There has been a lot of interest in the creation of an indicator, in particular for the status of the Smart Home Monitor. In my case, I kept triggering the door sensor from the garage since my presence monitor sometimes took longer to respond than my walk from my car to my door. After my house called my wife to let her know that an intruder was in the house, I decided that I really should be checking on the status of the alarm prior to opening the door.
Keypads have been suggested, and are a very good idea in that other people that come over to stay could use the pad to disarm the alarm, but I’m on something of a budget (my wife doesn’t understand my semi-obsession), and I haven’t been able to find anything for less than $40 to $50.
What I’m looking for here is simply a light that would be lit while the system is armed, and off when it’s disarmed.
I could also use a Hue or Cree light for this purpose, but the form factor just isn’t right, and I don’t want to pump the money into running a full LED lightbulb, when a single small LED is all I need.
There has been a string of articles on the use of a salvaged CREE bulb Zigbee board- using the Zigbee module out of the connected Cree bulbs, I’m thinking that I can build something out that is cheap and effective,
Step One- buy a bulb:
Step Two- set up CREE bulb in ST. Connection to the system was really easy: screw bulb into base, set hub to search for new device, turn on light. Once it was connected, I turned off the light at the switch, unscrewed the bulb, and replaced the CFL that was originally there.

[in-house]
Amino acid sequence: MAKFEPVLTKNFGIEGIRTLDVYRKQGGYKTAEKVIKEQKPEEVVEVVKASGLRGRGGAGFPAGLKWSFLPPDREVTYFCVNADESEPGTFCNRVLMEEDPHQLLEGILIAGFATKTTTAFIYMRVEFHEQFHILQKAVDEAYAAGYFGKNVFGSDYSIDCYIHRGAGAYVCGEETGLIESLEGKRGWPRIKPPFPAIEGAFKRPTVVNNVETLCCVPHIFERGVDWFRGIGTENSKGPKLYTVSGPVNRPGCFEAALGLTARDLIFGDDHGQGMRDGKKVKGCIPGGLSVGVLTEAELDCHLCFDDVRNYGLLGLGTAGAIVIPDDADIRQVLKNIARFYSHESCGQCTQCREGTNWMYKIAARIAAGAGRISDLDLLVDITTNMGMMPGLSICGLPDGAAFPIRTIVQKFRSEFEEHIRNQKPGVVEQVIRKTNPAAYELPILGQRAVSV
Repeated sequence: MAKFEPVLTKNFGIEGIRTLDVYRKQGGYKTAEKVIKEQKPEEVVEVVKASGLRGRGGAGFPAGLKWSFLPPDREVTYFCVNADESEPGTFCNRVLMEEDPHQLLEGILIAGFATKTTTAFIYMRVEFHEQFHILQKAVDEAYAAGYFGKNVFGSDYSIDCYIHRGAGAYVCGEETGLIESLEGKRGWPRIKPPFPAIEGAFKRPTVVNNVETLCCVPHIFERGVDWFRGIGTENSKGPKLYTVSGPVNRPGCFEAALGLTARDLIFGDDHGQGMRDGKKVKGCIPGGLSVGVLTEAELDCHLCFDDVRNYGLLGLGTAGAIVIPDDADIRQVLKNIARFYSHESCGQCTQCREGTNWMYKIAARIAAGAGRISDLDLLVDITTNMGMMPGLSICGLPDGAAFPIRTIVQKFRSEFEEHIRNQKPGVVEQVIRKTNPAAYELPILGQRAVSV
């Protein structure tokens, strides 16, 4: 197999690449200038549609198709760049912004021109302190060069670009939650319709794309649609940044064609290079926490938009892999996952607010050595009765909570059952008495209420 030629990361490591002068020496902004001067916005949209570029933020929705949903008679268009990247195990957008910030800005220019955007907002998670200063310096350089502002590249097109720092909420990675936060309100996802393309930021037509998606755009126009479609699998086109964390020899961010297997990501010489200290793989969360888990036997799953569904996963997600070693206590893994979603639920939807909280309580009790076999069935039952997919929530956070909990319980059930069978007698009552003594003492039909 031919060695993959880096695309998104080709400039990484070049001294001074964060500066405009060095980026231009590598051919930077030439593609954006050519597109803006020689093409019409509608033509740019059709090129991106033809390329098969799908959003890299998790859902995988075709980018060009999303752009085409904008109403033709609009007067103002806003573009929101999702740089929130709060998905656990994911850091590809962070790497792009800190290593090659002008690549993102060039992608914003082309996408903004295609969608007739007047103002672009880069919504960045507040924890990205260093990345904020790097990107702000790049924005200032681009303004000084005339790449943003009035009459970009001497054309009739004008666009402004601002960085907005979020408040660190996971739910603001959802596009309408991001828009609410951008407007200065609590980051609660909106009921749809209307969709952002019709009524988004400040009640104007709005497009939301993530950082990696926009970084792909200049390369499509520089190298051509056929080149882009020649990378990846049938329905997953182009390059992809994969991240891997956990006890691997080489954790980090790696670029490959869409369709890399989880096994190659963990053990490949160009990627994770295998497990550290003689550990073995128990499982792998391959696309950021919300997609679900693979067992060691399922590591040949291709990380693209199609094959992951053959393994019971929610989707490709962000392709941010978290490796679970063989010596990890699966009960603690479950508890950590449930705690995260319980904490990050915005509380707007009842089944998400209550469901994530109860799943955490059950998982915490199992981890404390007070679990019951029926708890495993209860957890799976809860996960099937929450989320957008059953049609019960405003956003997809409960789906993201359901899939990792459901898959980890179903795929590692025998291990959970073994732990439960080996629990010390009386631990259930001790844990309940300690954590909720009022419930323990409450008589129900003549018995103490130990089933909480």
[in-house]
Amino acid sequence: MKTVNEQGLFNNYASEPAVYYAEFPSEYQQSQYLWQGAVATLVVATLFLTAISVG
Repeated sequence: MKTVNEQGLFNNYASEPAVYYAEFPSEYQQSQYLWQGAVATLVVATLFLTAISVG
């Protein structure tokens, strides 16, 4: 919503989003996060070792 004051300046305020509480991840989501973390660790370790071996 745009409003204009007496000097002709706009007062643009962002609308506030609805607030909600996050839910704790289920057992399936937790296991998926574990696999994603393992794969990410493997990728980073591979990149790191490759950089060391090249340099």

Step Three- Break into bulb (part of this step is to explain to my wife that destroying a brand new and very expensive light bulb is all part of the plan). I found this to be somewhat difficult- there isn’t exactly a method that is recommended by CREE… I used a screwdriver at the top of the plastic dome and pryed the halves apart, working my way down to the metal ring at the base. The base eventually split, releasing all of the goodies inside. (lightbulb pinata?)
The Zigbee board is pretty easy to find, but it’s soldered to the vertical board with four pins. I wanted those four pins intact, since I was planning to attach the power source to two of them, and the LED/resistor assembly to another.
I am a Biomechanical Engineer- really, I am out of my depth with most of this stuff, so this has been a lot of fun learning about soldering, desoldering, and the rest. I tried to use a desolder suction device, but it wasn’t effective due to how close the pins were. I then tried using desoldering braid, but the solder down in the holes wouldn’t come out.
So I took the mechanical engineering route, and cut the perpendicular board in half along the line of the four pins.
A little dremel work, and we get cleaned up pins (needed a steromicroscope for this).
Next up is the LED, resistor, power source, and enclosure.